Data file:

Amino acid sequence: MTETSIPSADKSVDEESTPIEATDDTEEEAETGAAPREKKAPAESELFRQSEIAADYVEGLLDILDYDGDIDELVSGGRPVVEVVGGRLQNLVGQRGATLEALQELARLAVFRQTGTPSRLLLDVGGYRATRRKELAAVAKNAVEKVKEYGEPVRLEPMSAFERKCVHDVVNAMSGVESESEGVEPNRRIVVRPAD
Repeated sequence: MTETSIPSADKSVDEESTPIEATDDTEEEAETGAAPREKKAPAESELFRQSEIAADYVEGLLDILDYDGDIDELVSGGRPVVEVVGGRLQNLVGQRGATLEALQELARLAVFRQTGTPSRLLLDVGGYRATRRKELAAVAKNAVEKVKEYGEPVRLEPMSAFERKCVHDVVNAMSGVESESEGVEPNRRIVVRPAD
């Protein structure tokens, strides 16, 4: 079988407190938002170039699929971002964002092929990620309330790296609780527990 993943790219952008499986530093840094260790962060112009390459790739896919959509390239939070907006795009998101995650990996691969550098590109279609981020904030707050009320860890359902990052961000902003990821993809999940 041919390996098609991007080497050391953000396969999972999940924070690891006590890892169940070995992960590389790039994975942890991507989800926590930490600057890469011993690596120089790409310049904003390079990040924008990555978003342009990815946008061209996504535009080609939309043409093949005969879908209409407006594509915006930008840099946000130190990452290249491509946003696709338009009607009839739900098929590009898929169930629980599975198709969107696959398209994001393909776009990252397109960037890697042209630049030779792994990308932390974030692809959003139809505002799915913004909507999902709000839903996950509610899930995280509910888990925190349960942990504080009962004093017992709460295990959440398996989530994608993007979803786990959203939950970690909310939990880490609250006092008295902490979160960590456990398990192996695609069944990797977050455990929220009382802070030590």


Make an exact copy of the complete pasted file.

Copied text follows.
Amino acid sequence: MTETSIPSADKSVDEESTPIEATDDTEEEAETGAAPREKKAPAESELFRQSEIAADYVEGLLDILDYDGDIDELVSGGRPVVEVVGGRLQNLVGQRGATLEALQELARLAVFRQTGTPSRLLLDVGGYRATRRKELAAVAKNAVEKVKEYGEPVRLEPMSAFERKCVHDVVNAMSGVESESEGVEPNRRIVVRPAD
Repeated sequence: MTETSIPSADKSVDEESTPIEATDDTEEEAETGAAPREKKAPAESELFRQSEIAADYVEGLLDILDYDGDIDELVSGGRPVVEVVGGRLQNLVGQRGATLEALQELARLAVFRQTGTPSRLLLDVGGYRATRRKELAAVAKNAVEKVKEYGEPVRLEPMSAFERKCVHDVVNAMSGVESESEGVEPNRRIVVRPAD
């Protein structure tokens, strides 16, 4: 079988407190938002170039699929971002964002092929990620309330790296609780527990 993943790219952008499986530093840094260790962060112009390459790739896919959509390239939070907006795009998101995650990996691969550098590109279609981020904030707050009320860890359902990052961000902003990821993809999940 041919390996098609991007080497050391953000396969999972999940924070690891006590890892169940070995992960590389790039994975942890991507989800926590930490600057890469011993690596120089790409310049904003390079990040924008990555978003342009990815946008061209996504535009080609939309043409093949005969879908209409407006594509915006930008840099946000130190990452290249491509946003696709338009009607009839739900098929590009898929169930629980599975198709969107696959398209994001393909776009990252397109960037890697042209630049030779792994990308932390974030692809959003139809505002799915913004909507999902709000839903996950509610899930995280509910888990925190349960942990504080009962004093017992709460295990959440398996989530994608993007979803786990959203939950970690909310939990880490609250006092008295902490979160960590456990398990192996695609069944990797977050455990929220009382802070030590």